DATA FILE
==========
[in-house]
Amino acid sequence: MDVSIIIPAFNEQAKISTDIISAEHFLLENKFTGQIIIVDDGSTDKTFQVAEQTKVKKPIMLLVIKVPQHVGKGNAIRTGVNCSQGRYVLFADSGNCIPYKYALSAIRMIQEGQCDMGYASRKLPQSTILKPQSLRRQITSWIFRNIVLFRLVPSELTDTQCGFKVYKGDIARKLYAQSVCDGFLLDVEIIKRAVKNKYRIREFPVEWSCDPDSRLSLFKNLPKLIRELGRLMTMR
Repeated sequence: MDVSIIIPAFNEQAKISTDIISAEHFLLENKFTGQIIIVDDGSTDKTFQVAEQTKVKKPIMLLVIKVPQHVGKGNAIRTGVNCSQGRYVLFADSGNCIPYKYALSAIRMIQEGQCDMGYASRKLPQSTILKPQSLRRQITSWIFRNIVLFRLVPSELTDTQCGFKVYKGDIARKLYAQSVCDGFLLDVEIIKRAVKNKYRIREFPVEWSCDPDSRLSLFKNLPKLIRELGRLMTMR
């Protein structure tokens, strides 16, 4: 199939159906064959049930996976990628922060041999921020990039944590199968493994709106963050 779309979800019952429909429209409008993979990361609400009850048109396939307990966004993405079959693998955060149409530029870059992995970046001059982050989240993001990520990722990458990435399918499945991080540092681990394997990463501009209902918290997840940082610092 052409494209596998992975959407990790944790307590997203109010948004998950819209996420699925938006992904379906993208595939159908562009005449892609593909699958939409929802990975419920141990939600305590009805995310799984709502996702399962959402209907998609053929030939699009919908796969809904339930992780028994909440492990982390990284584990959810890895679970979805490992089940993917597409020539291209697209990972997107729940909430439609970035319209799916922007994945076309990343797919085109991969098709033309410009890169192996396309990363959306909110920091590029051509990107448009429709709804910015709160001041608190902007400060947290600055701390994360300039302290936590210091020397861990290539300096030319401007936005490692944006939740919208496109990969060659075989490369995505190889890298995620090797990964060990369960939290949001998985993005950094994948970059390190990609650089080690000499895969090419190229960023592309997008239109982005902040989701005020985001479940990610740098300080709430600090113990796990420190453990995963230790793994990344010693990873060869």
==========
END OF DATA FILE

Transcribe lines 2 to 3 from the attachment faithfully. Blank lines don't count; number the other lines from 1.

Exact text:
Amino acid sequence: MDVSIIIPAFNEQAKISTDIISAEHFLLENKFTGQIIIVDDGSTDKTFQVAEQTKVKKPIMLLVIKVPQHVGKGNAIRTGVNCSQGRYVLFADSGNCIPYKYALSAIRMIQEGQCDMGYASRKLPQSTILKPQSLRRQITSWIFRNIVLFRLVPSELTDTQCGFKVYKGDIARKLYAQSVCDGFLLDVEIIKRAVKNKYRIREFPVEWSCDPDSRLSLFKNLPKLIRELGRLMTMR
Repeated sequence: MDVSIIIPAFNEQAKISTDIISAEHFLLENKFTGQIIIVDDGSTDKTFQVAEQTKVKKPIMLLVIKVPQHVGKGNAIRTGVNCSQGRYVLFADSGNCIPYKYALSAIRMIQEGQCDMGYASRKLPQSTILKPQSLRRQITSWIFRNIVLFRLVPSELTDTQCGFKVYKGDIARKLYAQSVCDGFLLDVEIIKRAVKNKYRIREFPVEWSCDPDSRLSLFKNLPKLIRELGRLMTMR